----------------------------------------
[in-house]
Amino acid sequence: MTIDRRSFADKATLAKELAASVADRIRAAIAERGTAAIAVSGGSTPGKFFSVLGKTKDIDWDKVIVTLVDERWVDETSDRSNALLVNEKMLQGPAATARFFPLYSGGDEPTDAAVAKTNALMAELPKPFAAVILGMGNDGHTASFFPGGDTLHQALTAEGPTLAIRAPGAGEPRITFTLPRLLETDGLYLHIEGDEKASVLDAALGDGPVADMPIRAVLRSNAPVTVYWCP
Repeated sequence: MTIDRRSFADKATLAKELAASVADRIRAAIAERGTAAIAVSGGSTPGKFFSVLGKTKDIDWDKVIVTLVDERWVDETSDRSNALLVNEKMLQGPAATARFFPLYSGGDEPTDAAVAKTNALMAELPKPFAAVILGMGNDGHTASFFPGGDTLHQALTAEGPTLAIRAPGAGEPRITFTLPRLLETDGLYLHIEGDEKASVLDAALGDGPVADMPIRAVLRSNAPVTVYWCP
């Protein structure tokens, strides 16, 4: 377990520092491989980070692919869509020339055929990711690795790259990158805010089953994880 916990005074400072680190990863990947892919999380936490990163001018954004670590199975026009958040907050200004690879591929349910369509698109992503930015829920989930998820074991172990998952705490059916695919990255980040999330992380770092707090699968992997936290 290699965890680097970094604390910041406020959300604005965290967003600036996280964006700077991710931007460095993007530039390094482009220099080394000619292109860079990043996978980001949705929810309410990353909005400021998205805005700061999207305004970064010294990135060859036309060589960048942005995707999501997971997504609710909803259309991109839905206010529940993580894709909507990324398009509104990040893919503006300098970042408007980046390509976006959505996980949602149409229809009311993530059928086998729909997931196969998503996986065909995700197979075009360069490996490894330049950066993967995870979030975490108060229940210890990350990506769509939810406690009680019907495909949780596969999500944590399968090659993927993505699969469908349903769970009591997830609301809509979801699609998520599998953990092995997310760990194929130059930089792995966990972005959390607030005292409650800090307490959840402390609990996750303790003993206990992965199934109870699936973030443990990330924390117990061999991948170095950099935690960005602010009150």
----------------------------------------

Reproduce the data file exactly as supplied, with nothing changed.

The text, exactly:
[in-house]
Amino acid sequence: MTIDRRSFADKATLAKELAASVADRIRAAIAERGTAAIAVSGGSTPGKFFSVLGKTKDIDWDKVIVTLVDERWVDETSDRSNALLVNEKMLQGPAATARFFPLYSGGDEPTDAAVAKTNALMAELPKPFAAVILGMGNDGHTASFFPGGDTLHQALTAEGPTLAIRAPGAGEPRITFTLPRLLETDGLYLHIEGDEKASVLDAALGDGPVADMPIRAVLRSNAPVTVYWCP
Repeated sequence: MTIDRRSFADKATLAKELAASVADRIRAAIAERGTAAIAVSGGSTPGKFFSVLGKTKDIDWDKVIVTLVDERWVDETSDRSNALLVNEKMLQGPAATARFFPLYSGGDEPTDAAVAKTNALMAELPKPFAAVILGMGNDGHTASFFPGGDTLHQALTAEGPTLAIRAPGAGEPRITFTLPRLLETDGLYLHIEGDEKASVLDAALGDGPVADMPIRAVLRSNAPVTVYWCP
């Protein structure tokens, strides 16, 4: 377990520092491989980070692919869509020339055929990711690795790259990158805010089953994880 916990005074400072680190990863990947892919999380936490990163001018954004670590199975026009958040907050200004690879591929349910369509698109992503930015829920989930998820074991172990998952705490059916695919990255980040999330992380770092707090699968992997936290 290699965890680097970094604390910041406020959300604005965290967003600036996280964006700077991710931007460095993007530039390094482009220099080394000619292109860079990043996978980001949705929810309410990353909005400021998205805005700061999207305004970064010294990135060859036309060589960048942005995707999501997971997504609710909803259309991109839905206010529940993580894709909507990324398009509104990040893919503006300098970042408007980046390509976006959505996980949602149409229809009311993530059928086998729909997931196969998503996986065909995700197979075009360069490996490894330049950066993967995870979030975490108060229940210890990350990506769509939810406690009680019907495909949780596969999500944590399968090659993927993505699969469908349903769970009591997830609301809509979801699609998520599998953990092995997310760990194929130059930089792995966990972005959390607030005292409650800090307490959840402390609990996750303790003993206990992965199934109870699936973030443990990330924390117990061999991948170095950099935690960005602010009150």